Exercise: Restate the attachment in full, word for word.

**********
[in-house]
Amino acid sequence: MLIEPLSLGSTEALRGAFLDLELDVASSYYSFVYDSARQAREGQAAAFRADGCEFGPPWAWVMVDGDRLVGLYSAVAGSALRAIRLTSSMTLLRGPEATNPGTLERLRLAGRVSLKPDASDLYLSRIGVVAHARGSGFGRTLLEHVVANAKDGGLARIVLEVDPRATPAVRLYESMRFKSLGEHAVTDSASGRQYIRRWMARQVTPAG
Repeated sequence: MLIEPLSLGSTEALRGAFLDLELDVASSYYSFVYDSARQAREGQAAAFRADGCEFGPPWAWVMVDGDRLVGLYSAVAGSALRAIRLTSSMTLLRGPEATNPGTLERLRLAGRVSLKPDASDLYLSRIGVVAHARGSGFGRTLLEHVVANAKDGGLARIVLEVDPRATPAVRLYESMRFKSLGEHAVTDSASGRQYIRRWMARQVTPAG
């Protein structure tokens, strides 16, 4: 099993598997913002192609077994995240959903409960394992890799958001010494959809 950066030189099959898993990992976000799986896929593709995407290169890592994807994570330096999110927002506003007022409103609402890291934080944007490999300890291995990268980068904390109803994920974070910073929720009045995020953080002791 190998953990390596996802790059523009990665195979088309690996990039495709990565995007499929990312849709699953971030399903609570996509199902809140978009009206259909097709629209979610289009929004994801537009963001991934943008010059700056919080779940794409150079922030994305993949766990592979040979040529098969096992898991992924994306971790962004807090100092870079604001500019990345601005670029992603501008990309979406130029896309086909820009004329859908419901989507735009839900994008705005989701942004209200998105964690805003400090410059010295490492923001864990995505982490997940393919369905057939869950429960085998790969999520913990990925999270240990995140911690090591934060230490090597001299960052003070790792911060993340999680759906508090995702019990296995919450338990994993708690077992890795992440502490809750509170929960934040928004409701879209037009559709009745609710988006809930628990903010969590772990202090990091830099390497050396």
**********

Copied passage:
[in-house]
Amino acid sequence: MLIEPLSLGSTEALRGAFLDLELDVASSYYSFVYDSARQAREGQAAAFRADGCEFGPPWAWVMVDGDRLVGLYSAVAGSALRAIRLTSSMTLLRGPEATNPGTLERLRLAGRVSLKPDASDLYLSRIGVVAHARGSGFGRTLLEHVVANAKDGGLARIVLEVDPRATPAVRLYESMRFKSLGEHAVTDSASGRQYIRRWMARQVTPAG
Repeated sequence: MLIEPLSLGSTEALRGAFLDLELDVASSYYSFVYDSARQAREGQAAAFRADGCEFGPPWAWVMVDGDRLVGLYSAVAGSALRAIRLTSSMTLLRGPEATNPGTLERLRLAGRVSLKPDASDLYLSRIGVVAHARGSGFGRTLLEHVVANAKDGGLARIVLEVDPRATPAVRLYESMRFKSLGEHAVTDSASGRQYIRRWMARQVTPAG
């Protein structure tokens, strides 16, 4: 099993598997913002192609077994995240959903409960394992890799958001010494959809 950066030189099959898993990992976000799986896929593709995407290169890592994807994570330096999110927002506003007022409103609402890291934080944007490999300890291995990268980068904390109803994920974070910073929720009045995020953080002791 190998953990390596996802790059523009990665195979088309690996990039495709990565995007499929990312849709699953971030399903609570996509199902809140978009009206259909097709629209979610289009929004994801537009963001991934943008010059700056919080779940794409150079922030994305993949766990592979040979040529098969096992898991992924994306971790962004807090100092870079604001500019990345601005670029992603501008990309979406130029896309086909820009004329859908419901989507735009839900994008705005989701942004209200998105964690805003400090410059010295490492923001864990995505982490997940393919369905057939869950429960085998790969999520913990990925999270240990995140911690090591934060230490090597001299960052003070790792911060993340999680759906508090995702019990296995919450338990994993708690077992890795992440502490809750509170929960934040928004409701879209037009559709009745609710988006809930628990903010969590772990202090990091830099390497050396």